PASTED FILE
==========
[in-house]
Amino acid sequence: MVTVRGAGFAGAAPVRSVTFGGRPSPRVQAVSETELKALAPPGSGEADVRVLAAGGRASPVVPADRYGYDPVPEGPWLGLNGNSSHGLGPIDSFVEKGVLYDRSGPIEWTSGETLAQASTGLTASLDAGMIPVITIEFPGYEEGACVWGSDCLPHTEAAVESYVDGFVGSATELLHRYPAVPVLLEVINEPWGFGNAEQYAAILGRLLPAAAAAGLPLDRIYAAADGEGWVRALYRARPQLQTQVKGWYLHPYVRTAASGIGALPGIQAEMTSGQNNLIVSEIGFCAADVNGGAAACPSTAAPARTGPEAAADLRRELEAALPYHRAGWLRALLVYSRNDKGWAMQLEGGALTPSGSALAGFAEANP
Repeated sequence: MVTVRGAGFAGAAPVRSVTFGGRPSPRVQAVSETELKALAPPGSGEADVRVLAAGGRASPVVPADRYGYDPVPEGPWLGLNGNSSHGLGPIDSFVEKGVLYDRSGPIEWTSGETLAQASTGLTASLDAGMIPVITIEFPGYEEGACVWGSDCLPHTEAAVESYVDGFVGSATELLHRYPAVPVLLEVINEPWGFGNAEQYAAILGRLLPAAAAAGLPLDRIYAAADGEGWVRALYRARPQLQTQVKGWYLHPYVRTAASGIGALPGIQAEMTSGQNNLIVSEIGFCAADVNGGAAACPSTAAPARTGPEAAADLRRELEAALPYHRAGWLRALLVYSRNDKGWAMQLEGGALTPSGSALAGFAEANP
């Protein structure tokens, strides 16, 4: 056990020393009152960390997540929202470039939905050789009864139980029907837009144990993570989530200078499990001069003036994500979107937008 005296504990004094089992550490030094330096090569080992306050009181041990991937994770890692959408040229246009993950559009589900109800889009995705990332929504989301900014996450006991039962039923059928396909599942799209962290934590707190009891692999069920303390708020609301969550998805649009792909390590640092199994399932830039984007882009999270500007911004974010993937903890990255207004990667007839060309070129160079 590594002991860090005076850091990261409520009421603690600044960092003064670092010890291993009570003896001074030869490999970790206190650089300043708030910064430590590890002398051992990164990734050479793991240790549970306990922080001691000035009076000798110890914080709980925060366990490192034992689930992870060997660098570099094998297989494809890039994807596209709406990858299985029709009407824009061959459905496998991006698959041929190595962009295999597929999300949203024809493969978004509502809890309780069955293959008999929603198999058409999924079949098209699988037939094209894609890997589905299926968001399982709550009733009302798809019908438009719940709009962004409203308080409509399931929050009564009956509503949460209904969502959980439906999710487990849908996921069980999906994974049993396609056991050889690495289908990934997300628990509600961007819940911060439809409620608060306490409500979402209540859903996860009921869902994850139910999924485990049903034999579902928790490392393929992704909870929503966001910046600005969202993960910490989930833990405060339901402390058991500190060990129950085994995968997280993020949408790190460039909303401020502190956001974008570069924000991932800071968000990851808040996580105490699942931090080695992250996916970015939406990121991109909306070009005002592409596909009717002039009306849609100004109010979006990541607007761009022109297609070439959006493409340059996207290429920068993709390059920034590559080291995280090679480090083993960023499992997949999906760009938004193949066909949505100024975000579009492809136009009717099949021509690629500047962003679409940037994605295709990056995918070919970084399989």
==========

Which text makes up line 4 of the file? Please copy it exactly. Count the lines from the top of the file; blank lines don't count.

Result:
């Protein structure tokens, strides 16, 4: 056990020393009152960390997540929202470039939905050789009864139980029907837009144990993570989530200078499990001069003036994500979107937008 005296504990004094089992550490030094330096090569080992306050009181041990991937994770890692959408040229246009993950559009589900109800889009995705990332929504989301900014996450006991039962039923059928396909599942799209962290934590707190009891692999069920303390708020609301969550998805649009792909390590640092199994399932830039984007882009999270500007911004974010993937903890990255207004990667007839060309070129160079 590594002991860090005076850091990261409520009421603690600044960092003064670092010890291993009570003896001074030869490999970790206190650089300043708030910064430590590890002398051992990164990734050479793991240790549970306990922080001691000035009076000798110890914080709980925060366990490192034992689930992870060997660098570099094998297989494809890039994807596209709406990858299985029709009407824009061959459905496998991006698959041929190595962009295999597929999300949203024809493969978004509502809890309780069955293959008999929603198999058409999924079949098209699988037939094209894609890997589905299926968001399982709550009733009302798809019908438009719940709009962004409203308080409509399931929050009564009956509503949460209904969502959980439906999710487990849908996921069980999906994974049993396609056991050889690495289908990934997300628990509600961007819940911060439809409620608060306490409500979402209540859903996860009921869902994850139910999924485990049903034999579902928790490392393929992704909870929503966001910046600005969202993960910490989930833990405060339901402390058991500190060990129950085994995968997280993020949408790190460039909303401020502190956001974008570069924000991932800071968000990851808040996580105490699942931090080695992250996916970015939406990121991109909306070009005002592409596909009717002039009306849609100004109010979006990541607007761009022109297609070439959006493409340059996207290429920068993709390059920034590559080291995280090679480090083993960023499992997949999906760009938004193949066909949505100024975000579009492809136009009717099949021509690629500047962003679409940037994605295709990056995918070919970084399989």